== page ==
MBEKI: Well, to talk about one specific area, we— what happened, very simply, really, is that people went to the banks and said, "I've come to borrow money because I want to buy 25 percent of such-and-such a company." And the banks gave them the money. Shares stood at 50 Rand [about $7.72] at a point when you buy the shares, and then six months later they are at 30 Rand [about $4.63]. And you're expecting to service your loan on the basis of dividends and so on. You are in debt, and the bank takes over the shares, and that's the end of the matter. So a lot of that kind of empowerment didn't work. But those were— these were private business people doing their own thing. From the point of view of the government, we who had thought that you've got a number of problems facing a new business person in reality, regardless of color— one of them is access to capital; one of them is capacity to build and run a business— and therefore that what the public sector had to do is to intervene to try and solve those two problems.
[Inaudible.]--credit to enable small new business people to access capital, which they wouldn't get from the banking system because the banks say, "Where's [the] collateral," and you don't have— by definition, as I say, plus the question of assisting people to know how to manage and run a business and so on. That also didn't work very well, and the reason— part of the reason it didn't is because— well, this is my view. The minister of foreign affairs is here; she'll go and report me to the rest of the cabinet. [Laughter.]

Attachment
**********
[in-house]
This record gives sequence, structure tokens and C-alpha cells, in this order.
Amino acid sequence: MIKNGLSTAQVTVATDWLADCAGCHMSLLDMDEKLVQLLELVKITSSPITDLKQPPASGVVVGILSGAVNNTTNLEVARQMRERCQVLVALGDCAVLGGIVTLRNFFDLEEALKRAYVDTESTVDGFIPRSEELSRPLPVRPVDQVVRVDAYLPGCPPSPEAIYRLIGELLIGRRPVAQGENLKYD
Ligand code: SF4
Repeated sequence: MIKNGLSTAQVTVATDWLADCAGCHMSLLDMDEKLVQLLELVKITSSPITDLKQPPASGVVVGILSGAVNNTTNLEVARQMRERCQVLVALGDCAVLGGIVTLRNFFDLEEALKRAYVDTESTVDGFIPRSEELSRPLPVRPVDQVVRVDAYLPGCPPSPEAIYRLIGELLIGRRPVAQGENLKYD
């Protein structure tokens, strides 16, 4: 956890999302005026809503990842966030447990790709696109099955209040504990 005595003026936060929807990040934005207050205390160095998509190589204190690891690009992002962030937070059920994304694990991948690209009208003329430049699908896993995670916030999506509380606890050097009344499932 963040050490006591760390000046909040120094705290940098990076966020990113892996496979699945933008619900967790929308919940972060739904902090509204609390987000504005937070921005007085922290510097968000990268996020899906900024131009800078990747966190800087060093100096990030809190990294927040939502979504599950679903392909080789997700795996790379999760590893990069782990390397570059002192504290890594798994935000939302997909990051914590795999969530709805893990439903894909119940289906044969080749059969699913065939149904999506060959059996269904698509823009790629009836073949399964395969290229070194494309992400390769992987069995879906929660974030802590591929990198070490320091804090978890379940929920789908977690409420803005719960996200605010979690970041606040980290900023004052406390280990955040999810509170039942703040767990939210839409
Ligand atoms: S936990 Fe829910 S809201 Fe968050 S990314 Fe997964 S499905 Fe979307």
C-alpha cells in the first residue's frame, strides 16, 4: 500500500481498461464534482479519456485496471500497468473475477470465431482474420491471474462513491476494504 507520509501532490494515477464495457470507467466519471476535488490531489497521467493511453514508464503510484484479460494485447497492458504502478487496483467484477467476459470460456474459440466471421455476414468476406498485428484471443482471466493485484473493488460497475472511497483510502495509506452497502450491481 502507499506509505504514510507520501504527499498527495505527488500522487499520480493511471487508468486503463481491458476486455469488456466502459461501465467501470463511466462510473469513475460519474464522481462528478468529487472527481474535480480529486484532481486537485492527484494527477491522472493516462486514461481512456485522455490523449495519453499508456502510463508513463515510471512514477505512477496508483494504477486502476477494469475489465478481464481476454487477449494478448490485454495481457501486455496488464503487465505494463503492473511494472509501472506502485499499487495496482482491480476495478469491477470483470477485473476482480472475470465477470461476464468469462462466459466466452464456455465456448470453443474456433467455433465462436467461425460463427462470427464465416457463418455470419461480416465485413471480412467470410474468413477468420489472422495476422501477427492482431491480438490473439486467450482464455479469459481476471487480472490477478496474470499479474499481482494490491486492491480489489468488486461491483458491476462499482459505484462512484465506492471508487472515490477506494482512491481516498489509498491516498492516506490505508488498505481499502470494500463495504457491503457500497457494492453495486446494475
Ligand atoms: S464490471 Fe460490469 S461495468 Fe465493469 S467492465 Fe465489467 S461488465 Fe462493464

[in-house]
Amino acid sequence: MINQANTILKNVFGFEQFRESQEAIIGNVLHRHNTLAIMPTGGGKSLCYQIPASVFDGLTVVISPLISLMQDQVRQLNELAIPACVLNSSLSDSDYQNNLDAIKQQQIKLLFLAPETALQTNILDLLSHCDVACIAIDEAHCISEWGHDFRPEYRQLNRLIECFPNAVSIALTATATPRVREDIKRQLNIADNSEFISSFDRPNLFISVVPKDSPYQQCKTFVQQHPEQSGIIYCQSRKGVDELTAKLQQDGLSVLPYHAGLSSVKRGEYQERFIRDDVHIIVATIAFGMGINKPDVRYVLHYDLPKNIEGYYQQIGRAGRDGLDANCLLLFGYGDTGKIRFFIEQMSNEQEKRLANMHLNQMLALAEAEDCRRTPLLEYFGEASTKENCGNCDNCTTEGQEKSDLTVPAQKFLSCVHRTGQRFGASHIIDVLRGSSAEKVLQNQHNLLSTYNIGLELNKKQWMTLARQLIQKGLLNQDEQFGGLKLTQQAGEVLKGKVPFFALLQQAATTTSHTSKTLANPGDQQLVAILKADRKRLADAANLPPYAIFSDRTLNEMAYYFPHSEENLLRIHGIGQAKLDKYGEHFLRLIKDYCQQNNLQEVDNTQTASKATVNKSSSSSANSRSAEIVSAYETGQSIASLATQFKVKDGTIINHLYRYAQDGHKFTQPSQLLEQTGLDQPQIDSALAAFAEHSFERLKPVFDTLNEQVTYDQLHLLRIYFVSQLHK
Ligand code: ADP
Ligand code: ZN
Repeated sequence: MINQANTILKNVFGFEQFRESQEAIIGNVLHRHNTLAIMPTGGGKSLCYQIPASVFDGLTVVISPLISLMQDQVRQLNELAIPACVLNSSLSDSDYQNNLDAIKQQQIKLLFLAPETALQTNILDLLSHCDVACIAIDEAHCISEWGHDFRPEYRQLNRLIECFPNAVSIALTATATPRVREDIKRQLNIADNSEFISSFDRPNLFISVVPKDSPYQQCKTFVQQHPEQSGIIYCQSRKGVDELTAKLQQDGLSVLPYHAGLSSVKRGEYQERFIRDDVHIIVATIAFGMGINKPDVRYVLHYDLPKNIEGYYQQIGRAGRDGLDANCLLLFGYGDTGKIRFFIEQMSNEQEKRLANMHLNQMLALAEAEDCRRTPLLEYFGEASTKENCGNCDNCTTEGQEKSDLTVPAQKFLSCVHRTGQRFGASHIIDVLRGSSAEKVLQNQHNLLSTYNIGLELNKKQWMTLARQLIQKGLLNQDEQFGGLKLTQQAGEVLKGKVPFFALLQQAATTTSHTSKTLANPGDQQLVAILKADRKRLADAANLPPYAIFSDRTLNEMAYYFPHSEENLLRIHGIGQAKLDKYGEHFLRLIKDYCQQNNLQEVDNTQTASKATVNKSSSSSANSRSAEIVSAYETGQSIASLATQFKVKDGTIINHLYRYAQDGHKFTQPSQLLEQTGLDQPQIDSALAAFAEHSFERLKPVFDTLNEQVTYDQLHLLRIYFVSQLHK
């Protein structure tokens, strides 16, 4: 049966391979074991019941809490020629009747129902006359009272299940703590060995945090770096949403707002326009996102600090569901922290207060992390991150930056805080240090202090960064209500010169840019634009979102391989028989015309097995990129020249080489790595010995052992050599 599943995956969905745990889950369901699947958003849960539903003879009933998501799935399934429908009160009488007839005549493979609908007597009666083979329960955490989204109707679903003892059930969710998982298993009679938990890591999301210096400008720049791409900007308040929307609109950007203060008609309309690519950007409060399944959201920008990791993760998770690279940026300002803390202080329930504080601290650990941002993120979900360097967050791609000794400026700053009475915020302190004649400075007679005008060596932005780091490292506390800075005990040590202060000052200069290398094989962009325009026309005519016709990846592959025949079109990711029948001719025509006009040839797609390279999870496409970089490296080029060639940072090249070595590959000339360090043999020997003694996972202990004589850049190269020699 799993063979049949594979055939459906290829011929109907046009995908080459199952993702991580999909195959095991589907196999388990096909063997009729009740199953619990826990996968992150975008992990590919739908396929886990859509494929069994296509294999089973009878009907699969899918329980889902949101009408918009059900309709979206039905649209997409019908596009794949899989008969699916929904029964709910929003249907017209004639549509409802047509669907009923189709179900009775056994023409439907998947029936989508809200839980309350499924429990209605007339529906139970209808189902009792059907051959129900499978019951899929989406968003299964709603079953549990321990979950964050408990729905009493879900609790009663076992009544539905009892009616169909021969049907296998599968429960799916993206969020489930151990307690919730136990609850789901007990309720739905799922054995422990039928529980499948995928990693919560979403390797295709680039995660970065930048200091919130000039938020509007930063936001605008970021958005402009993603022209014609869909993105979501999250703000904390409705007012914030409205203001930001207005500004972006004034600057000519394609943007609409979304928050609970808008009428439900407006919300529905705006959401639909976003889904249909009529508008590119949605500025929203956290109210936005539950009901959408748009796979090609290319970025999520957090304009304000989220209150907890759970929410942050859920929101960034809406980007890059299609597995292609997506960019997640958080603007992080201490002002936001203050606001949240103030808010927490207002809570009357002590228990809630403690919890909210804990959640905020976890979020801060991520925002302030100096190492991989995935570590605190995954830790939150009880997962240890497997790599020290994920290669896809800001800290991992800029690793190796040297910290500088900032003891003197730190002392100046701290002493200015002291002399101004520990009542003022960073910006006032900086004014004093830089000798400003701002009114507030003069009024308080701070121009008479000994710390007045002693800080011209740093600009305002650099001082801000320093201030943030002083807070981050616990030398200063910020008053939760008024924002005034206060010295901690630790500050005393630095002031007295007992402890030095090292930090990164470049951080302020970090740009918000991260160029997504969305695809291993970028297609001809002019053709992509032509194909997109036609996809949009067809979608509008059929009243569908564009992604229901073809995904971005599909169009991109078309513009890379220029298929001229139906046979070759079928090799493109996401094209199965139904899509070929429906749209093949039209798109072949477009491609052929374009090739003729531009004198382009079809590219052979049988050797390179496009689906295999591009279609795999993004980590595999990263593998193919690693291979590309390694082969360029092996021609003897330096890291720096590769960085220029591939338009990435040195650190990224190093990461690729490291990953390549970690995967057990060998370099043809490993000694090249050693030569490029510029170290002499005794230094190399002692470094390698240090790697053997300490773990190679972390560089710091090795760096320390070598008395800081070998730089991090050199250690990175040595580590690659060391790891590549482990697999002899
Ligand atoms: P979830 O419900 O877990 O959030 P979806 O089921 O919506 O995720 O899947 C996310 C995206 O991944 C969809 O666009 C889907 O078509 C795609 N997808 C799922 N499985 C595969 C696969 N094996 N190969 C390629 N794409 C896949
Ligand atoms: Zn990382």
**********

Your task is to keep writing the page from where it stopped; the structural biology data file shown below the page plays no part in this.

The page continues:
I think we're overcautious and looked for 100 percent success. And so you are afraid to fail and lose some money. And in reality, what happened was that we then imposed rules for access to that capital which are not different from the banks. So we have reviewed that and said this is not working. So there will be— there are changes with regard to that, the manner of financing and the manner of support to these new business people. The particular instrument— the South African government, like governments around the world, is a very big buyer of goods and services from the economy in general, and so we've said that the procurement system should also be used to do that empowerment. One of the advantages of that is that, as the public sector says, we are going to procure goods and services of various kinds from these new, imagined business people, you need to ensure that those new, imagined business people actually supply the goods and services. And so it's in your interest to makes sure that they do produce, and therefore it's in our interest that they succeed. So both the government and the state corporations are paying a lot of attention to this, to procure from this sector and to make sure that the sector exists and is viable and is able to produce these goods and services that you need. So I think there will be much better progress in this context now than there has been in the past.